In the chronicles of unnecessary accidental deaths, this one stood out as particularly bizarre, and at first seemed to us to be unique. Here’s the story in the New York Times (use this Google Search for the title if you’re paywalled out):
Chelsea Ake-Salvacion, 24, accidentally died of asphyxia caused by low oxygen levels while in a cryotherapy machine at the Rejuvenice spa in Henderson, where she worked, the Clark County coroner’s office said. She was found dead on Oct. 20 after apparently using the treatment on herself the night before.
Her death drew scrutiny to the treatment that has been used worldwide but is not quite mainstream.
“Rejuvenice” eh? What in the name of Niffelheim does a 24-year-old need with rejuvenation (if it’s anything real) anyway?
So what is this cryotherapy?
Cryotherapy supporters claim it can ease pain and inflammation, aid blood flow and weight loss, improve skin and even ward off aging and depression. The treatment has been popularized by celebrities and sports stars who use it in lieu of a traditional ice bath. It can involve two- to four-minute exposures in a chamber the size of a telephone booth to temperatures ranging from minus 166 to minus 319 degrees.
Oh, OK, she died of quackery. That’s a lot less rare than we had imagined. Indeed, there’s a certain, shoulda seen this coming to a kid with a trendy first name and a hyphenated last name dying of a phony-baloney “therapy.”
Although any medical treatment involving cold is in-fact “cryotherapy,” this does not mean all forms of cryotherapy are a medical treatment. The term cryotherapy sounds science-y and futuristic but it is a very featureless description. The combination of science sounding terms plus imprecise meaning makes it a pseudoscience bonanza. Similar to the oft-abused physics term “quantum,” using the word cryotherapy gives the aura of scientific treatment. The sham uses of cryotherapy go far beyond any medical science or any plausible medical benefit. Internet searches for the term produce a multitude of expensive and useless treatments bearing the name cryotherapy. The most egregious one, in my opinion, is “Whole Body Cryotherapy” AKA cryosauna.
That last is what killed the young lady in question. Skeptoid has more details on why it’s quackery; read the link if you’re curious. We’ll just note he needs to update this paragraph:
Is cryotherapy dangerous? No. Although I looked through several databases, I could not find any incidents of harm related to cryosauna, except for minor frostbite issues. Essentially it has no greater risk of injury than an ice bath. Hypothermia is theoretically possible, as well as suffocation if the system malfunctions and introduces too much nitrogen. These things have never happened.
Never say “never,” not when you’re dealing with quacks and the people who fall for them.
Let’s move on to the Ockham-winning Quackometer, which says:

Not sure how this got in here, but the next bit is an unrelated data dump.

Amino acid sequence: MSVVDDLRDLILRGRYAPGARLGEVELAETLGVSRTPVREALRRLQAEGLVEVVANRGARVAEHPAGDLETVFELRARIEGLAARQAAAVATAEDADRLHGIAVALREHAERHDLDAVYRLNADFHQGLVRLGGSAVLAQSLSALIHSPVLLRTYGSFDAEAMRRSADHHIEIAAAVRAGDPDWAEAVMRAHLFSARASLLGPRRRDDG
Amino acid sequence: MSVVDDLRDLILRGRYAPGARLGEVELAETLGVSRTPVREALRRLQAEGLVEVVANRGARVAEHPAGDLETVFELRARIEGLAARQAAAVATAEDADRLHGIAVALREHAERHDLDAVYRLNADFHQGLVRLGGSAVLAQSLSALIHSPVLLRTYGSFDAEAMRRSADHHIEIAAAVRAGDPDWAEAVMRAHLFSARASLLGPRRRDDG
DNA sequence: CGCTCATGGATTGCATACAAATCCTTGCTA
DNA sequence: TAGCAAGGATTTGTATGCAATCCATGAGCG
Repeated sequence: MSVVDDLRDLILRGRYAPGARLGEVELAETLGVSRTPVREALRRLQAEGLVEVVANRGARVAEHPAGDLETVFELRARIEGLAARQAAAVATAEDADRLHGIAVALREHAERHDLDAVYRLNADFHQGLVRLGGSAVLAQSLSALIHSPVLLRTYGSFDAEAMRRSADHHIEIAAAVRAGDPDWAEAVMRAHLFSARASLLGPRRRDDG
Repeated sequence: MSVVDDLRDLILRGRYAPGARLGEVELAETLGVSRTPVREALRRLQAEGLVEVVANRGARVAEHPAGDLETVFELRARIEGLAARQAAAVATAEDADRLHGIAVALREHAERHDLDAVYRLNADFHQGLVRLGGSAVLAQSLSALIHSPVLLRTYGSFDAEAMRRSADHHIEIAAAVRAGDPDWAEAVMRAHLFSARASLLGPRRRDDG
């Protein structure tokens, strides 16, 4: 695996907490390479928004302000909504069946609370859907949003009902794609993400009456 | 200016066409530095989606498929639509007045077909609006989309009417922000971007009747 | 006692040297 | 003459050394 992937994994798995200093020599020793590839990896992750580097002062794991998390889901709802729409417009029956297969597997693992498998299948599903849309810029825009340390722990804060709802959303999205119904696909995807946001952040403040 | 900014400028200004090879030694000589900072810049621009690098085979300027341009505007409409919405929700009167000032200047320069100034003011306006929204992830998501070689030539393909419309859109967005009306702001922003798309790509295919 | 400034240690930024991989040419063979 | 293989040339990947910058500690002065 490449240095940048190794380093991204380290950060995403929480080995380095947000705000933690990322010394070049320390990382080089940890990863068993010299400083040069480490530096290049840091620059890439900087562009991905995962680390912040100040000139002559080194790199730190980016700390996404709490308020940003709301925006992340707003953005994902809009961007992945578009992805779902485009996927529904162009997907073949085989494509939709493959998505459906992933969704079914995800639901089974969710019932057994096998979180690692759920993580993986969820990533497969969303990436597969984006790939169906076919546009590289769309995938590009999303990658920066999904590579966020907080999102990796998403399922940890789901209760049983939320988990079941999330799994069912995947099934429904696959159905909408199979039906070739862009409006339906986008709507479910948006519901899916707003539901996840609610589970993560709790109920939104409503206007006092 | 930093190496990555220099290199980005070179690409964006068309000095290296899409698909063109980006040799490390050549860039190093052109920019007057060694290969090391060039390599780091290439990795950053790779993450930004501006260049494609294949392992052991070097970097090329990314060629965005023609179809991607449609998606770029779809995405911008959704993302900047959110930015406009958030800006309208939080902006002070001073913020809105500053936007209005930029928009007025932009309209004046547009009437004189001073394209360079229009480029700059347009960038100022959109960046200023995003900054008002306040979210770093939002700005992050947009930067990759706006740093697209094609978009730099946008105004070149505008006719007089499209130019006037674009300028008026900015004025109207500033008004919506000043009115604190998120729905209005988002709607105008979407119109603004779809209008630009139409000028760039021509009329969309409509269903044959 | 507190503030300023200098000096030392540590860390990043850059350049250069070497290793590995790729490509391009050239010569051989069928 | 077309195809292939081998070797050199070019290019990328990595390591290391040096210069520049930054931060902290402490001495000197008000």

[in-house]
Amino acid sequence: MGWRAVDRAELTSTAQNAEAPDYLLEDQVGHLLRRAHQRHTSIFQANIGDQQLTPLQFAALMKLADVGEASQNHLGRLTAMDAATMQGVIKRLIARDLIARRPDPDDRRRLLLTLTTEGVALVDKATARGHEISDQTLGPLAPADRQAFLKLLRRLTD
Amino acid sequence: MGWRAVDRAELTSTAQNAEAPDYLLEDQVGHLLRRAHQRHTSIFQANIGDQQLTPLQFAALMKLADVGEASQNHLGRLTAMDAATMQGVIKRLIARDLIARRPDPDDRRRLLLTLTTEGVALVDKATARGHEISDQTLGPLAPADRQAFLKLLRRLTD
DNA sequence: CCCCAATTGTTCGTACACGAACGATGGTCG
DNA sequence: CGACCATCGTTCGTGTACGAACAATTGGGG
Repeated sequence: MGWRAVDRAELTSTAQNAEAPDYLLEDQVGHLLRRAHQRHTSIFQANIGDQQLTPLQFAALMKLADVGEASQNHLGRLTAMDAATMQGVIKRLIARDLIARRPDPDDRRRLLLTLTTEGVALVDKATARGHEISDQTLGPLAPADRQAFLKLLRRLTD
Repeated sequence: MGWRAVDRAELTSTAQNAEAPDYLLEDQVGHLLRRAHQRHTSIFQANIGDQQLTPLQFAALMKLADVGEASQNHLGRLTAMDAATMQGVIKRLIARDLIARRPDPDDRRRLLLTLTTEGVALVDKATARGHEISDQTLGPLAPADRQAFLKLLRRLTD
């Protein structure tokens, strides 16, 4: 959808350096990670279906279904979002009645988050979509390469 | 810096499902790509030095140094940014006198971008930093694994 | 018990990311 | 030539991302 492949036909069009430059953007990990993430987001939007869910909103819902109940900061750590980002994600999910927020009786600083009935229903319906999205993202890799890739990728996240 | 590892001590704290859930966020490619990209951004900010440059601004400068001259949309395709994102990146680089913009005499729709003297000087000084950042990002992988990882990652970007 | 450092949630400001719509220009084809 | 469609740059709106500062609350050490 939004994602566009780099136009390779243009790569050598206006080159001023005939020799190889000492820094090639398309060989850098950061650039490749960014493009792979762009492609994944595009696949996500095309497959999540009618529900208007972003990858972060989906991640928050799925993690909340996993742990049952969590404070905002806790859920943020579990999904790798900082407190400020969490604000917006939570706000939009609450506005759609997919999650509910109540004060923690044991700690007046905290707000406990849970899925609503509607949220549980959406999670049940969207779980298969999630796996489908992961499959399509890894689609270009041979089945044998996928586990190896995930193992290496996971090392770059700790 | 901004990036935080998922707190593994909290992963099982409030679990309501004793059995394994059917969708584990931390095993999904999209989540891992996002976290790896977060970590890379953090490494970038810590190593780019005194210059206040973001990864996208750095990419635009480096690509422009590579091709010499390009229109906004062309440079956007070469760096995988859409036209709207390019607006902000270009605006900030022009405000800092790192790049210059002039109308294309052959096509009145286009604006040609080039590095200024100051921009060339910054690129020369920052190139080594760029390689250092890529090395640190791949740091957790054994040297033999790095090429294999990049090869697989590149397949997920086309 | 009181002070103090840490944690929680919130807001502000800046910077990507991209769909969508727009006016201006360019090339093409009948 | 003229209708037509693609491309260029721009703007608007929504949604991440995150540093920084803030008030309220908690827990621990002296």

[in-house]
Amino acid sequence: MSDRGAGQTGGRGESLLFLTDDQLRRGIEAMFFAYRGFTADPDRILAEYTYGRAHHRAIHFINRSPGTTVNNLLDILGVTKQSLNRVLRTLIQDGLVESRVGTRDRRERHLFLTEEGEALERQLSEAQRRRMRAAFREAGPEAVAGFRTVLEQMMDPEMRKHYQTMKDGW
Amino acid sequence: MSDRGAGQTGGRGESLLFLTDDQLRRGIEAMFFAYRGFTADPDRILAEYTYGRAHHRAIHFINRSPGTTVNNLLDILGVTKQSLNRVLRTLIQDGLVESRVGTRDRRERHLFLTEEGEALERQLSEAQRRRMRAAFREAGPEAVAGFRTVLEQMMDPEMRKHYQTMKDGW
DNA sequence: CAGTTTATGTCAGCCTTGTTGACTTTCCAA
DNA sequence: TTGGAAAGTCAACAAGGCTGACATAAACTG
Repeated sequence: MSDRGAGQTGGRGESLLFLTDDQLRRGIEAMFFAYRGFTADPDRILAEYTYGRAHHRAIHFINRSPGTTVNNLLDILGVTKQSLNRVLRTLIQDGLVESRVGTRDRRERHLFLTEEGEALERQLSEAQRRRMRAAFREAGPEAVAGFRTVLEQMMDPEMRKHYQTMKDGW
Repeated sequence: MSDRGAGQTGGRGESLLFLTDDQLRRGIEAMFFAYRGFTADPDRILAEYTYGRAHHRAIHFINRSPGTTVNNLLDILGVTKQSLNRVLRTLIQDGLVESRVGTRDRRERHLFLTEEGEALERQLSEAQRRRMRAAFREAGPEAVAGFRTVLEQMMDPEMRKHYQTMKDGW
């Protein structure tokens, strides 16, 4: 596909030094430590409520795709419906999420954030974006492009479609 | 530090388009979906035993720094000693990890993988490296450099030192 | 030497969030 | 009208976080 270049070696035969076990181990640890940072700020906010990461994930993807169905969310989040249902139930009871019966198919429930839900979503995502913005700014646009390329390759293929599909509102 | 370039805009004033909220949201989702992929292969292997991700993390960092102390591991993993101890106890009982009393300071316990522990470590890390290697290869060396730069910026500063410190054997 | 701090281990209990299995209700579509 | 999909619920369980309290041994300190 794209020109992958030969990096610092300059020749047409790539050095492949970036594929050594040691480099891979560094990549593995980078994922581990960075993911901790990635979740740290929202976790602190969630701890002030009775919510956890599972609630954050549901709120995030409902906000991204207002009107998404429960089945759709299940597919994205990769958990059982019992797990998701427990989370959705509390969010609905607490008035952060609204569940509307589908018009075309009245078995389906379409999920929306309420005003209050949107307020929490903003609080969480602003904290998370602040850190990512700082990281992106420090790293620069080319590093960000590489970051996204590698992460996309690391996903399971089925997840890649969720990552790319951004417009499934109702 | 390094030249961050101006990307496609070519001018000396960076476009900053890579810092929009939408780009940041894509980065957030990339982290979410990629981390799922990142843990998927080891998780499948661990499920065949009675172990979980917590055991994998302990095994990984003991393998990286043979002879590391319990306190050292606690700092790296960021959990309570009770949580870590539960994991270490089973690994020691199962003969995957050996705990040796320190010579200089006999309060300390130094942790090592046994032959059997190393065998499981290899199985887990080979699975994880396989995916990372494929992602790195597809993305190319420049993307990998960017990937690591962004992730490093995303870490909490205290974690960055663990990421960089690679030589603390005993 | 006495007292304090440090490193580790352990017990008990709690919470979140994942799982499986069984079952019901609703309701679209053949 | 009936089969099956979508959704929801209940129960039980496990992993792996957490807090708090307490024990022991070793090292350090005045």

[W]hole-body cryotherapy… is a technique that claims to cure a whole host of problems by allowing yourself to stand in a freezer at -120C for a few minutes. Funny, the chickens I put in the freezer never appear to get any better.
As is often the case in the Daily Lunacy, the article is a thinly veiled piece of advertorial for a new business in Battersea, the London Kriotherapy Centre, which charges £300 pounds for the benefit of sticking you in its deep freeze.
The newspaper article looses all credibility when it describes how the technique works.
Cryotherapy apparently shrinks the molecules in the body and then, when you emerge from the cold, the molecules then expand, increasing the blood flow which then helps ease pain and swelling, as well as fighting inflammation.
Obviously, the science editor was having a day off. For that matter, anyone with a science GCSE was probably down the pub or at the dentists too, as this is just plain bollocks. Its possible to see where the confusion has slipped in here, confusing the thermoregulatory response to cold of vasoconstriction with some imagined molecular physics.
It may be bollocks, but it’s very cold bollocks. You might want to swaddle your brass monkey if you send him to cryotherapy.
Of course, a brass monkey, being deader’n disco to begin with, can survive just fine in the nitrogen-rich, oxygen-poor environment of a maladjusted cryotherapy cell. A human being, like a too-trusting young girl? No such luck. Whatever the magical benefits of cryotherapy, it doesn’t bestow on you the ability to survive systemic deoxidation.
Kevin was a former Special Forces weapons man (MOS 18B, before the 18 series, 11B with Skill Qualification Indicator of S). His focus was on weapons: their history, effects and employment. He started WeaponsMan.com in 2011 and operated it until he passed away in 2017. His work is being preserved here at the request of his family.